Letters to the Editor - April 22 - 28, 2010

Published on Wed, Apr 21, 2010
Read More Letters to the Editor

The Editor:
Thanks to everyone for coming out to support the high school juniors attending the Close Up trip to Washington D.C. this spring.
The Forty Foot Fakeout reunion concert was a great success thanks to you! We are so appreciative of our sponsors - Century 21 Bay Properties, Drayton Archaeology, Freeman Real Estate and The Northern Light.
The band and the parents are proud to support the students as they continue the tradition of traveling to D.C. started by Mr. John Liebert years ago.
Jen Freeman

The Editor:
Back in the 1990s I’d drive from Vancouver to Point Roberts once a week to buy gas, a few groceries and some beer. Afterwards I’d head over to Kiniski’s Reef Tavern to relax and have a few glasses of beer before heading back home. Quite a few times Gene Kiniski served me and it was hard to believe this local legend was standing across the bar from me.
As a young boy back in the early 1960s I loved watching All Star Wrestling every Saturday. It was fantastic watching the likes of Kiniski, Don Leo Jonathon, Haystacks Calhoun, Dutch Savage and many others. A friend of mine spent time in Point Roberts as his parents owned a small cottage. He described Kiniski as a true gentleman. Gene, you will be sorely missed.
Ian Hynds
White Rock, B.C.

The Puget Sound Restoration Fund has issued a challenge (and reward to local non-profit Marine Resource Committee or Drayton Harbor Community Oyster Farm) to locate a live Olympia oyster in Drayton Harbor, photograph it in situ, noting GPS readings.
Do any of The Northern Light readers have information on the native Olympias in Drayton Harbor? Is there anecdotal history of when and where Olympias were harvested?
If anyone is interested in seeking the elusive Olympia oyster in Drayton Harbor, please join the search, observing the above parameters.
A five-person crew was unable to locate any on the gravel bar south of Semiahmoo Spit during a recent low tide. If you have any information regarding these native oysters, please email geoffmenzies@comcast.net or marcietoby@comcast.net.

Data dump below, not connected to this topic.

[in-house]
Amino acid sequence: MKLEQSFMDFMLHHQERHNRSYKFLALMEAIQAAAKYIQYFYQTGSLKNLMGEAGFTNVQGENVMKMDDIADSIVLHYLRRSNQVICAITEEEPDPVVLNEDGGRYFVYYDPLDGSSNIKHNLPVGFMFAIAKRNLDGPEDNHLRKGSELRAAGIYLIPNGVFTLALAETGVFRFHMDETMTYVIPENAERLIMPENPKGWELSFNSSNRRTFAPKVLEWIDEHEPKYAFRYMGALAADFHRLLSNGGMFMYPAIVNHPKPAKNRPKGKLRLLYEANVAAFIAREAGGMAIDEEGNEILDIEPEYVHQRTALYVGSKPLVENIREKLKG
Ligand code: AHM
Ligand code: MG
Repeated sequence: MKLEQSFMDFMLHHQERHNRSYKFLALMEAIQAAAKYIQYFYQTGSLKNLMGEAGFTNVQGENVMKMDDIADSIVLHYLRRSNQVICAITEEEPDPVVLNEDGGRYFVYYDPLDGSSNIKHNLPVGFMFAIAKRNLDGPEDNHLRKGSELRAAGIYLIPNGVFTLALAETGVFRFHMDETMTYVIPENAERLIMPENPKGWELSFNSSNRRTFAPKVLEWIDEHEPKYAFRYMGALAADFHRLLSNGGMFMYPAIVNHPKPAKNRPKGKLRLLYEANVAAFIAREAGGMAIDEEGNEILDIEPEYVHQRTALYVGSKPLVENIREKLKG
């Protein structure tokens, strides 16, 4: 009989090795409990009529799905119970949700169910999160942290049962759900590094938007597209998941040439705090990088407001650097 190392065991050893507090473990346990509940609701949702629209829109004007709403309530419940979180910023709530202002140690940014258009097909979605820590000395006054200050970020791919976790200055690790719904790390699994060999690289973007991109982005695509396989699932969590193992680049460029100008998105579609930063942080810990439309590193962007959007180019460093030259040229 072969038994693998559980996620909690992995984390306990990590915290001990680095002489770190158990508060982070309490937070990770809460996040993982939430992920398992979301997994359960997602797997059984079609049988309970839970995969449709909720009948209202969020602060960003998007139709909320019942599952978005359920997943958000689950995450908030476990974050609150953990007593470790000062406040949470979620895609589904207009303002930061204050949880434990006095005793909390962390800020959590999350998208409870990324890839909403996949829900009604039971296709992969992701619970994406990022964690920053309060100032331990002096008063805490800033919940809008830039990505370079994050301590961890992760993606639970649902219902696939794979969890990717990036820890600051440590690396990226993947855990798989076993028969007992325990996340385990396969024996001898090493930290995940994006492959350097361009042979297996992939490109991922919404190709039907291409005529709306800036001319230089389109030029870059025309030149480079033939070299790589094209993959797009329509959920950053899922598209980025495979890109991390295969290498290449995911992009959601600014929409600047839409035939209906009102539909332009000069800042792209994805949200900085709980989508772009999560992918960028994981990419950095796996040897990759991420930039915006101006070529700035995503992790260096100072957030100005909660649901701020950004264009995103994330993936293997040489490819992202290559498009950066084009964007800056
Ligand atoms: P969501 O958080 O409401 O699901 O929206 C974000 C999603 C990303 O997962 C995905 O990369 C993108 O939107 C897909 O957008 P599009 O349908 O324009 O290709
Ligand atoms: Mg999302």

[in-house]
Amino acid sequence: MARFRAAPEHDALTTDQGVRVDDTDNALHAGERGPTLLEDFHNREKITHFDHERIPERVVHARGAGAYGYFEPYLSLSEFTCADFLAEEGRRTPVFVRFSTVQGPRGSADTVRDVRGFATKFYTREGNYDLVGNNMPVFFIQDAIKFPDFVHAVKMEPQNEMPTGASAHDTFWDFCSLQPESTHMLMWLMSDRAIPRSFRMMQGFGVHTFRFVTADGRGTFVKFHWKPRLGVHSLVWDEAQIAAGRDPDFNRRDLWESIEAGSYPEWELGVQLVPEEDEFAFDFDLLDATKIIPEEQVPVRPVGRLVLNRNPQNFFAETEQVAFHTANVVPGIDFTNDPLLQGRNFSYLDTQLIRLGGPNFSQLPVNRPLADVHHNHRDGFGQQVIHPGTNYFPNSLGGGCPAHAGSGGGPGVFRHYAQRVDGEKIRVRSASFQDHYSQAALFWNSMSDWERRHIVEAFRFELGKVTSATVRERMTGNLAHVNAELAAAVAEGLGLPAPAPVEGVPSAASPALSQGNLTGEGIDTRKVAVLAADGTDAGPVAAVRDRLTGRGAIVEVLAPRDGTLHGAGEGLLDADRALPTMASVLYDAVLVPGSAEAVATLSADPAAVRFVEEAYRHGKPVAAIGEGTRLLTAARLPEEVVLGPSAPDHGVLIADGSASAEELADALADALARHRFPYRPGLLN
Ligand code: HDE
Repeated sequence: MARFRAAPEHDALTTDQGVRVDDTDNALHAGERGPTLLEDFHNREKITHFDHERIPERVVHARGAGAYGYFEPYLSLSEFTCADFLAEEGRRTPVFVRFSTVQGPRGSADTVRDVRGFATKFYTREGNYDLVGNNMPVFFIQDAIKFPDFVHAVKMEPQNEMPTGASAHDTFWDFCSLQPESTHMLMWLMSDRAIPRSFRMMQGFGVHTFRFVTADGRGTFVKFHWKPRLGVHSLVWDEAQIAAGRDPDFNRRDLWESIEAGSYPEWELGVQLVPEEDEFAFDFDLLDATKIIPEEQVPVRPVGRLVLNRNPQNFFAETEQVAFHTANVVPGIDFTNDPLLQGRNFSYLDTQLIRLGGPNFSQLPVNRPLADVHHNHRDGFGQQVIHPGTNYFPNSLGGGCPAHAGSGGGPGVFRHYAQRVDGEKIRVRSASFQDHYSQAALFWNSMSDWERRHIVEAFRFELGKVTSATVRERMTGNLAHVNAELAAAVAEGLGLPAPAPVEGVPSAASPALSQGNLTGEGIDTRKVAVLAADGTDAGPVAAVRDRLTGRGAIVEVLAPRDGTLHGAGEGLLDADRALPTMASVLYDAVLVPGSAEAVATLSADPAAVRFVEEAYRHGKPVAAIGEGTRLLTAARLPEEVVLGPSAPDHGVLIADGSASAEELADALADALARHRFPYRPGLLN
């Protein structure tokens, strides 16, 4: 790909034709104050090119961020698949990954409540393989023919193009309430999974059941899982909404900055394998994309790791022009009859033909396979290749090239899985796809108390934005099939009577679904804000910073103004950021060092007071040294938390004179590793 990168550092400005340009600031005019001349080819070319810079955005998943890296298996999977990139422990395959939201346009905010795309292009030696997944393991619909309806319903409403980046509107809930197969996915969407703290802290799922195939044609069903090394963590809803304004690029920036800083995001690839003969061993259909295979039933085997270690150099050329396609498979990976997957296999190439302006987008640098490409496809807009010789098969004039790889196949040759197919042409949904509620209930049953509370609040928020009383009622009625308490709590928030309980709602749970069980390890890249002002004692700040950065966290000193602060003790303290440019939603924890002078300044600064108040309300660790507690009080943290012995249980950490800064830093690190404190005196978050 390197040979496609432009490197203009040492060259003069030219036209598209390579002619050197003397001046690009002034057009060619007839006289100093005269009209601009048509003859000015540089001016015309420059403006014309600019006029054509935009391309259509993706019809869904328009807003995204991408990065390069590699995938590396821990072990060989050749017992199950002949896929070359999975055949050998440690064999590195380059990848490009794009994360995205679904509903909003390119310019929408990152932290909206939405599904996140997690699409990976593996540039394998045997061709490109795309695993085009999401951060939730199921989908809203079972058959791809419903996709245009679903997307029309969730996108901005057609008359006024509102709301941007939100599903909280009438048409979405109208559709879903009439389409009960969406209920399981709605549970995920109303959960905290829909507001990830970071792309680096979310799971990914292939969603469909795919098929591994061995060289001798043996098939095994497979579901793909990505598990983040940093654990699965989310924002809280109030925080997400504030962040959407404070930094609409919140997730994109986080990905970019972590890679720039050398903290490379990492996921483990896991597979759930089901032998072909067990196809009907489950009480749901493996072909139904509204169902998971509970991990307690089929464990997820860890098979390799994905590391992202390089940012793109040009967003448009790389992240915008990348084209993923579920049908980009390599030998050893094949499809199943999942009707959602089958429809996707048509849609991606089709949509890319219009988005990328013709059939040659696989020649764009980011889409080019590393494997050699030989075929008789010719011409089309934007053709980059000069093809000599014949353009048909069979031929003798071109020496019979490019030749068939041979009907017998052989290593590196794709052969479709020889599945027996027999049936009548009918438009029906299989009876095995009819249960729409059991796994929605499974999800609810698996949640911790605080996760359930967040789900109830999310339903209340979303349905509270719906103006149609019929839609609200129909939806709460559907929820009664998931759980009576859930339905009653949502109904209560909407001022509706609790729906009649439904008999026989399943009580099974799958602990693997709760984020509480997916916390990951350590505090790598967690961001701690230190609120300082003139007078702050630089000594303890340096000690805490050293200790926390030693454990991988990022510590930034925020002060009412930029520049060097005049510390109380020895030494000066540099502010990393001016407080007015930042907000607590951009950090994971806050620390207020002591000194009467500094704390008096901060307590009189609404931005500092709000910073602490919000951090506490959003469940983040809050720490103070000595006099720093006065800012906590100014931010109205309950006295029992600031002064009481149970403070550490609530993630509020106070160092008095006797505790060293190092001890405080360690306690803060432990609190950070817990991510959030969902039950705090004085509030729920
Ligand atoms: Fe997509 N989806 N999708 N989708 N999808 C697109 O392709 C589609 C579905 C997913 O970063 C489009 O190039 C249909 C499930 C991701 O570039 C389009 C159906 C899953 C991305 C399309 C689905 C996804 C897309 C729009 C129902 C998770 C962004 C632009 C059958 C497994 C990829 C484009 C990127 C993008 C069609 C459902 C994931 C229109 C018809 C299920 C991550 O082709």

Marcie Toby

The Editor:
The Blaine Food Bank would like to take this opportunity to remind residents in Blaine, Birch Bay and Custer that our facility continues to provide food relief to those who need help. We also provide hygiene products and cleaning supplies when available.
To receive food, no proof of income is necessary; however, proof of residency in one of the three areas is required. Proof of residence can be a rent receipt, a utility bill or a driver’s license with your name and an address in Blaine, Birch Bay or Custer.
The Blaine Food Bank would also like to let our donors and sponsors know that your cash and product donations are still needed. This food bank continues to supply the needs of close to 300 families a week and this number continues to increase at the rate of 5 percent per month. As an accredited Washington state agency, Blaine Food Bank is partnered with Food Lifeline and Northwest Harvest.
As their partner agency, we can order bulk products for repackaging as well as large quantities of meat, dairy, or produce for a fraction of the cost normally charged in grocery stores.
One recent Food Lifeline order was almost 5,000 lbs for less than $100! Your cash donations are just as vital to our ability to serve our families as are the product donations received from food drives and local businesses.
The Blaine Food Bank is very grateful for the continuing support from our local businesses, churches and individuals who have stood by us as the dollar devalued and family incomes shrank. Thank you for your ongoing support.
To the volunteer staff at the food bank, thank you for your tireless energies without which the food bank would be lost!
Robin Kendall

(With apologies to Bob Dylan)
Hey WTA riders stand up and be heard
We are the voters this matter has stirred
And we’ll fight for the service we know we deserve
But proposition 1 still needs explainin’.
Opposing the tax is completely absurd
Cause the dimes they are a-changin’.
For 10 cents you once got a trip to the show
Drop a dime in the phone box and talk to your beau
Two nickels would get you a coffee to go
Life was as cheap as star-gazin’.
And Blaine had no bus, and no place to go
Now the dimes they are a-changin’.
You reluctant voters around the Northwest
It’s time to relate to the needs of the blest
The old folks, the blind, the lost, and the rest
There’s no telling who will need savin’.
Shake out a few coins for your neighborhood’s best
For the dimes they are a-changin’.
You writers and critics who can’t stand a tax
On the families of the poor you sharpen your ax
Your compassion for working folks certainly lacks
Your glasses require re-glazin’.
People need public services, those are the facts
While the dimes they are a-changin’.
Malcolm Berry

Letters Policy

The Northern Light welcomes letters to the editor; however, the opinions expressed are not those of the editor. Letters must include name, address and daytime telephone number for verification. Letters must not exceed 350 words and may be edited or rejected for reasons of legality, length and good taste. Thank you letters are limited to five individuals or groups. A fresh viewpoint on matters of general interest to local readers will increase the likelihood of publication. Writers should avoid personal invective. Unsigned letters will not be accepted for publication. Requests for withholding names will be considered on an individual basis. Only one letter per month from an individual correspondent will be published.

Please email letters to letters@thenorthernlight.com